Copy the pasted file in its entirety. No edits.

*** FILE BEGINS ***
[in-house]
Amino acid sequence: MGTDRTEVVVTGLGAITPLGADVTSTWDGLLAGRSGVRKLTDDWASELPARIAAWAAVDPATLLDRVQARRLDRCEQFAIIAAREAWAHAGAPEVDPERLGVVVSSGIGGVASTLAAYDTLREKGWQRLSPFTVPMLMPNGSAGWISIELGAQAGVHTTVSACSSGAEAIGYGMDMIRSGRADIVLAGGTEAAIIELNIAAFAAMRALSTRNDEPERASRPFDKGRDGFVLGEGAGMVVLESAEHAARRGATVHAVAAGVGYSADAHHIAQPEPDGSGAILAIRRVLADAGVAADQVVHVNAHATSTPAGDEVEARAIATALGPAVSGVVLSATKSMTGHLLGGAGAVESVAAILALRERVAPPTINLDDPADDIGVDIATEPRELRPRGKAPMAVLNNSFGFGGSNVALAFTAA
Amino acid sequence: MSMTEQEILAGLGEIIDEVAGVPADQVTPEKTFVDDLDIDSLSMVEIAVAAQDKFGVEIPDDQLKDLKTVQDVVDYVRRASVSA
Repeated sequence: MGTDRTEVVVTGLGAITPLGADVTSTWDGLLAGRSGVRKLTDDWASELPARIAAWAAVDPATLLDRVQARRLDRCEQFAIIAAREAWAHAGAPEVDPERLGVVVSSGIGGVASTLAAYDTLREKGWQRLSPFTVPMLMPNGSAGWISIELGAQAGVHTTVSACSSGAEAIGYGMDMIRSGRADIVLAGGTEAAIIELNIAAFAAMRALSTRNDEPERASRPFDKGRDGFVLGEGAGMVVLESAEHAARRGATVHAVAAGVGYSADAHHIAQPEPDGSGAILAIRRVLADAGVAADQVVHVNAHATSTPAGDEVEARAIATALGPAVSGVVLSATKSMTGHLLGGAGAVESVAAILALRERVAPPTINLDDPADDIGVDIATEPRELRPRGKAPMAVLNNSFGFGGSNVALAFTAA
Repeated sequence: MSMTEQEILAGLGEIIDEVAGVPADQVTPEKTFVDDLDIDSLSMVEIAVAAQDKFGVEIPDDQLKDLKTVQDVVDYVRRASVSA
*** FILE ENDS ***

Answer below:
[in-house]
Amino acid sequence: MGTDRTEVVVTGLGAITPLGADVTSTWDGLLAGRSGVRKLTDDWASELPARIAAWAAVDPATLLDRVQARRLDRCEQFAIIAAREAWAHAGAPEVDPERLGVVVSSGIGGVASTLAAYDTLREKGWQRLSPFTVPMLMPNGSAGWISIELGAQAGVHTTVSACSSGAEAIGYGMDMIRSGRADIVLAGGTEAAIIELNIAAFAAMRALSTRNDEPERASRPFDKGRDGFVLGEGAGMVVLESAEHAARRGATVHAVAAGVGYSADAHHIAQPEPDGSGAILAIRRVLADAGVAADQVVHVNAHATSTPAGDEVEARAIATALGPAVSGVVLSATKSMTGHLLGGAGAVESVAAILALRERVAPPTINLDDPADDIGVDIATEPRELRPRGKAPMAVLNNSFGFGGSNVALAFTAA
Amino acid sequence: MSMTEQEILAGLGEIIDEVAGVPADQVTPEKTFVDDLDIDSLSMVEIAVAAQDKFGVEIPDDQLKDLKTVQDVVDYVRRASVSA
Repeated sequence: MGTDRTEVVVTGLGAITPLGADVTSTWDGLLAGRSGVRKLTDDWASELPARIAAWAAVDPATLLDRVQARRLDRCEQFAIIAAREAWAHAGAPEVDPERLGVVVSSGIGGVASTLAAYDTLREKGWQRLSPFTVPMLMPNGSAGWISIELGAQAGVHTTVSACSSGAEAIGYGMDMIRSGRADIVLAGGTEAAIIELNIAAFAAMRALSTRNDEPERASRPFDKGRDGFVLGEGAGMVVLESAEHAARRGATVHAVAAGVGYSADAHHIAQPEPDGSGAILAIRRVLADAGVAADQVVHVNAHATSTPAGDEVEARAIATALGPAVSGVVLSATKSMTGHLLGGAGAVESVAAILALRERVAPPTINLDDPADDIGVDIATEPRELRPRGKAPMAVLNNSFGFGGSNVALAFTAA
Repeated sequence: MSMTEQEILAGLGEIIDEVAGVPADQVTPEKTFVDDLDIDSLSMVEIAVAAQDKFGVEIPDDQLKDLKTVQDVVDYVRRASVSA